2. JB, if he was principled, he would have resigned when he felt it would have the most impact. Which is precisely what he did. In what world does taking a principled stand mean disappearing quietly into the night?

    Privacy is pretty much the only real concern here, and it's quite a red herring. StatsCan's reputation wrt privacy is unimpeachable.

    Basically, we're spending more tax dollars to have an inferior dataset. And the shortcomings are going to have to be made up for by hiring private polling firms at even greater expense. This is not a defensible position for a fiscal conservative. Do you really trust a private company with your information more than you trust the agency that wrote the book on confidentiality?

  3. I can't believe you want to open the vault that is the Canada Revenue Agency to mine for information! Do you know the kind of intimate, personal details they have? Sure, it will all come without your name on it, but seriously, wouldn't it make you squirm to know that 34,000 men in Peterborough use Viagra--if you lived in Peterborough, and, uh, claimed some prescriptions last year?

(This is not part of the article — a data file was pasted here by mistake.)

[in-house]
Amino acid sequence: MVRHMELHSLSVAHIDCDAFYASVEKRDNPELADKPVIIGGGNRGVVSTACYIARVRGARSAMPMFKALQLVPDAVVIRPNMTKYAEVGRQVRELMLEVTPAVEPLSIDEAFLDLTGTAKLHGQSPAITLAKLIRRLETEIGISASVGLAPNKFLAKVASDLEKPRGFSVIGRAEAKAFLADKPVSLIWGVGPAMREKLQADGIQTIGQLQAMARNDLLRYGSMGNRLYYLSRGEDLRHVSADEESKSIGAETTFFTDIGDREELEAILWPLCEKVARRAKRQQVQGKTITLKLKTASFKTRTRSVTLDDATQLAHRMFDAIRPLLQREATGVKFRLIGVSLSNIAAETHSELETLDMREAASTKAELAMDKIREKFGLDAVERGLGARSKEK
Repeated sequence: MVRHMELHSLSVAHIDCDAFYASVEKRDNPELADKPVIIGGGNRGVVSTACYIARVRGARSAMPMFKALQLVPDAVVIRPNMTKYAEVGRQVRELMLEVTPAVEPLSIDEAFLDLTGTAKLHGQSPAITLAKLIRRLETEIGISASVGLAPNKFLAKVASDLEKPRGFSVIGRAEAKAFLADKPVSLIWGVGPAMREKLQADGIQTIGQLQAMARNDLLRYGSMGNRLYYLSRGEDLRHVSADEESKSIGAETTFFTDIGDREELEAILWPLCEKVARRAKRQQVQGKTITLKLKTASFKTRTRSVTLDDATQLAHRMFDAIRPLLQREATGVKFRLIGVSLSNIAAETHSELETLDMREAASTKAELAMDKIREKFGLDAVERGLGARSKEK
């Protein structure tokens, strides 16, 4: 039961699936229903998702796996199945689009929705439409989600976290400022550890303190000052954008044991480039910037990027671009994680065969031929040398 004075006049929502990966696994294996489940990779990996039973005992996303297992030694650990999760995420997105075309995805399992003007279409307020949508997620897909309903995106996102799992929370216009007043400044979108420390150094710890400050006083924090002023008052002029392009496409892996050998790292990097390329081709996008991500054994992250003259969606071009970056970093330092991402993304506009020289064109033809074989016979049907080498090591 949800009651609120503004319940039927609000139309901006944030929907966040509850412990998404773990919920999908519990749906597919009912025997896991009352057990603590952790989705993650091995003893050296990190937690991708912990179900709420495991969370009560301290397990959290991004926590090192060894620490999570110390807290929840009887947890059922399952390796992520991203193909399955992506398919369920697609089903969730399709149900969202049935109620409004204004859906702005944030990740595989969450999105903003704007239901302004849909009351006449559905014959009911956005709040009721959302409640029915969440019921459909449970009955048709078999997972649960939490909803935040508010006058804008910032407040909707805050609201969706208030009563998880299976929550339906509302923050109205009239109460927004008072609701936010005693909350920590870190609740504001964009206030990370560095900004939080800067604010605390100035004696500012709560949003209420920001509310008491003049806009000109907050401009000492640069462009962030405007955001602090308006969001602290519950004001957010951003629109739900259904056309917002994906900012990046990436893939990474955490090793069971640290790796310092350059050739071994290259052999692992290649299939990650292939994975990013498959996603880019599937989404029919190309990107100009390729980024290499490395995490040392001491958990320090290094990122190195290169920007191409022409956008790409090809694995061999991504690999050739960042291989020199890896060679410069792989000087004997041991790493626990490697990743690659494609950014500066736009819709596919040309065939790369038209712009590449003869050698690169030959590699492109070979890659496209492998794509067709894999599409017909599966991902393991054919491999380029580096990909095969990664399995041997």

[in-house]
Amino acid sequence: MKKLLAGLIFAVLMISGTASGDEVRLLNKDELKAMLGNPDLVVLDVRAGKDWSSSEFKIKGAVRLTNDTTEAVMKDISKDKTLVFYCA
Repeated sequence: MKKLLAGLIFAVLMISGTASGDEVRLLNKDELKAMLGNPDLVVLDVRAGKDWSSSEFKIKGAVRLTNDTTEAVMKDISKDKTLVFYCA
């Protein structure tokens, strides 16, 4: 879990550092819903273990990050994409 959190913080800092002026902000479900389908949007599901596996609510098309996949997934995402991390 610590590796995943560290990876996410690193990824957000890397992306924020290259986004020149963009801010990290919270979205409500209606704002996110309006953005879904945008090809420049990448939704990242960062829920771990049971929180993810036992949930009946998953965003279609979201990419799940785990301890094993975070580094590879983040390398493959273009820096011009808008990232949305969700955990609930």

Once they have access--they have access!

  4. I know this is an old article (5+ years), but the issue hasn't gone away. I do not see under the Statistics Act that surveys are mandatory. In fact, Section 8, which deals with surveys, explicitly states "... where such information is requested section 31 does not apply in respect of a refusal or neglect to furnish the information."

  5. I would be curious to know if Section 8 of the Canadian Charter of Rights and Freedoms is relevant with respect to privacy and if the Charter Supersedes the Statscan Act. Also Section 264 of the Criminal Code for the overpaid employees that continue to harass citizens with prosecution if they do not participate in the LFS